- Disk Space – Disk space designates the allocated storage capacity on the server reserved for storing files, web pages, emails, and more related to your website.
- Parked Domain – A parked domain is an additional domain that redirects to your existing account. Many individuals acquire both .com and .net versions of their domain, and if either is used, the same content is displayed.
- SSL (Secure Socket Layer) – SSL is a vital encryption method commonly employed in Ecommerce sites to ensure secure credit card transactions. A secure page is indicated by “https://” in the address bar, reassuring users of their data’s safety.
- Uptime – Uptime signifies the duration during which the server operates without interruptions, ensuring uninterrupted accessibility to your website. It is typically presented as a percentage, with a higher uptime percentage (99% and above) being preferable to maintain continuous site availability.
Now let’s move on to the most important of Web hosting terms, ‘
Terms to understand before choosing the type of hosting
1. Email Terms (In simpler terms)
Spam – Unwanted bulk emails, usually sent in an attempt to sell products or services. Many hosts offer automatic spam control.
Webmail – An Internet-based method for sending and receiving emails, eliminating the need for separate email software.
Mailing List – A feature that enables sending emails to a group of people simultaneously, frequently utilized by businesses for client news updates.
POP3 – An email protocol for retrieving emails from the server.
Auto Responder – An automated method for sending an email as a response to a received one, often employed for ‘away’ messages, like during vacations when response times may be delayed.
Catch All – An email address designated to receive any emails sent to your account without a specific assigned email address.
IMAP – Internet Message Access Protocol, a method for retrieving emails that leave a copy on the server until permanently deleted. Convenient for individuals using multiple computers and email clients, such as at work and home.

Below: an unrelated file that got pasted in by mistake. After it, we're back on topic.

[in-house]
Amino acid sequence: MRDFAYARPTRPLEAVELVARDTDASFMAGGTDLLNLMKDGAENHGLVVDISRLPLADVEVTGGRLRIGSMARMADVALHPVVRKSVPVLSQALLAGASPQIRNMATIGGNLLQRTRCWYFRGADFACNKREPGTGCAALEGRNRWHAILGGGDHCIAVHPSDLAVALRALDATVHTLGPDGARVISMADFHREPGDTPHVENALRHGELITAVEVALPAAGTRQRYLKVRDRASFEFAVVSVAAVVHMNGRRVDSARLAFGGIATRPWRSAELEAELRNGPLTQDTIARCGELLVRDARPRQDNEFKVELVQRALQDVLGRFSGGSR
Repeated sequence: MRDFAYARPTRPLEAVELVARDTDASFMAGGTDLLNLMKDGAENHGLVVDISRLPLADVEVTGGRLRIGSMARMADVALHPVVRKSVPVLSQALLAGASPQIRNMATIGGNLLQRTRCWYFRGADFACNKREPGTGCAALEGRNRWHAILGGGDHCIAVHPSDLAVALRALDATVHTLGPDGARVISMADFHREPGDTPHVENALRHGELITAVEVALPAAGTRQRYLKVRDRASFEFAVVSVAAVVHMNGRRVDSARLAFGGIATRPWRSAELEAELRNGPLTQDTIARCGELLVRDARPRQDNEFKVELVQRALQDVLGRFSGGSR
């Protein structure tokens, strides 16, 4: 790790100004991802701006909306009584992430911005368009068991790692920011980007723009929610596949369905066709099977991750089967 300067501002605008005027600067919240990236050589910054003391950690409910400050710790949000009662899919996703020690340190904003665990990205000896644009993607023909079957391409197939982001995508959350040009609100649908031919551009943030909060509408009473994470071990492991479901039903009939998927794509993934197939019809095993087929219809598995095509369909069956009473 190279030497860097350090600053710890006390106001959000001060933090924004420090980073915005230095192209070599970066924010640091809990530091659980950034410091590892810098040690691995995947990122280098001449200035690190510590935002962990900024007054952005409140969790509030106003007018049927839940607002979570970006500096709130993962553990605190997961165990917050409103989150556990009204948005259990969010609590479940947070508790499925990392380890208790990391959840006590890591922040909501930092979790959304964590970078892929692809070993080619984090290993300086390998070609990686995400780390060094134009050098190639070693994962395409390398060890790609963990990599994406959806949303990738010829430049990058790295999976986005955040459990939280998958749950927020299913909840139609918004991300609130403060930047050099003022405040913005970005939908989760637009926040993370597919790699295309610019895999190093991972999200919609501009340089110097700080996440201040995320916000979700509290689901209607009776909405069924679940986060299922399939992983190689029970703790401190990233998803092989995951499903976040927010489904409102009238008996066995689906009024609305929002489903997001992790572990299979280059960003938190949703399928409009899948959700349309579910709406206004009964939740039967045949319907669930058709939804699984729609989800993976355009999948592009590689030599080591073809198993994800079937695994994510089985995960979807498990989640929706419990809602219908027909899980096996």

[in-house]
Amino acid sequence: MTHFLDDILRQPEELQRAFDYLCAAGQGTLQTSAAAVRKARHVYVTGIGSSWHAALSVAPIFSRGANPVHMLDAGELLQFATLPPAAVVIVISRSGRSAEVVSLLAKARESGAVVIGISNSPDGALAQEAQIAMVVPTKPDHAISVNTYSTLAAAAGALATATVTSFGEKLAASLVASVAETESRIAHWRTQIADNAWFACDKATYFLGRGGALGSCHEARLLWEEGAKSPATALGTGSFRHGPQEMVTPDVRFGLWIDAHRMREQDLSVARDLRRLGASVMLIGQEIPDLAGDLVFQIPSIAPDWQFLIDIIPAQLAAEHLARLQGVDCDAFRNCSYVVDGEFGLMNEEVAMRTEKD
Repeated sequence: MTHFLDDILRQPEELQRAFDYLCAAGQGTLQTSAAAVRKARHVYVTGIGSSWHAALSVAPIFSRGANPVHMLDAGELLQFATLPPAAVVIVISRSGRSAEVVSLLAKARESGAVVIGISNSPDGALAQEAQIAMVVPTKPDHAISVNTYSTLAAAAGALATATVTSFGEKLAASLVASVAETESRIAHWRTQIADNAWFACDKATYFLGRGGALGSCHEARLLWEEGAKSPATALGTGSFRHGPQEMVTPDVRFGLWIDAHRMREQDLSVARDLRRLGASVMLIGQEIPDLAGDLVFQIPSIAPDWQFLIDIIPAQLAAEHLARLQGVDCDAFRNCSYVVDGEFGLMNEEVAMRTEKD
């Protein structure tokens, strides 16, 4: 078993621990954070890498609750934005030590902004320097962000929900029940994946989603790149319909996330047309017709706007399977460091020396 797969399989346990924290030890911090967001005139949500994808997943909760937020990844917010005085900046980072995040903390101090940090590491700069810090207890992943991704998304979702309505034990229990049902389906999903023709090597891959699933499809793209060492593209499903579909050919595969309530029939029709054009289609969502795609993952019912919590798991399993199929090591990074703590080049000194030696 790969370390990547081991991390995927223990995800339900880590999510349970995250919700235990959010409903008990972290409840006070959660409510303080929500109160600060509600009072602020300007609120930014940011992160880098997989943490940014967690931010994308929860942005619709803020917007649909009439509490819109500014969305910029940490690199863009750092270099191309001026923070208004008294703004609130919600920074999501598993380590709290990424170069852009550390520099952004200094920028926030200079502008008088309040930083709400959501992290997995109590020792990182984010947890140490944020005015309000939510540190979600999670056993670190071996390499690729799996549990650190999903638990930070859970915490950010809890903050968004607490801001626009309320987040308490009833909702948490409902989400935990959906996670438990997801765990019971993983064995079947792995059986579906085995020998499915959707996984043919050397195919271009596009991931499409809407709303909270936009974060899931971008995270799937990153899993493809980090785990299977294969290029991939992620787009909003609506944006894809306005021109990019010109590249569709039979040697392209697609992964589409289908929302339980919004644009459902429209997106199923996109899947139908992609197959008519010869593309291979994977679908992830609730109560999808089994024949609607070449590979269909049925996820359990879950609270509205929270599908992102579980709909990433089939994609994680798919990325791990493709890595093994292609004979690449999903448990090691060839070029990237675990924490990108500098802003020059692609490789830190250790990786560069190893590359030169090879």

SMTP – An email protocol for sending emails. Many web hosts allow the use of their servers for sending emails, although some ISPs require their own servers when using their service instead of your web host.
It is important to have your own website with your own domain if you are after a sustainable income in the long run. While it is possible to make money using free blog and website creation platforms, the potential of earning so much more rests in self-owned domains.
The domain is practically online real estate. This is the address where you can build your business. You own it, so you have the prerogative to do anything you want with it.
The usual choice is to create a full-fledged website.
Another option is to make it into a single sales page where you will sell a product (pretty much like an infomercial where there’s an introduction, product description, customer reviews, price breakdowns, and, of course, several price slashes).
3. Web Hosting
The domain will only become your online business lot if a web host supports it. Web hosting is what provides space for your website on the Internet. See, when you type a URL on your browser, the computer will send a request to your server asking for the website data. The information it gets is then displayed on the monitor.
The web hosting service will house its customers’ web pages in powerful computers, which in turn hook into very fast networks that guarantee server connection 24/7. With a web hosting service, you can be sure that your website will be live 24/7 and can be viewed by anyone, anytime, from anywhere across the globe.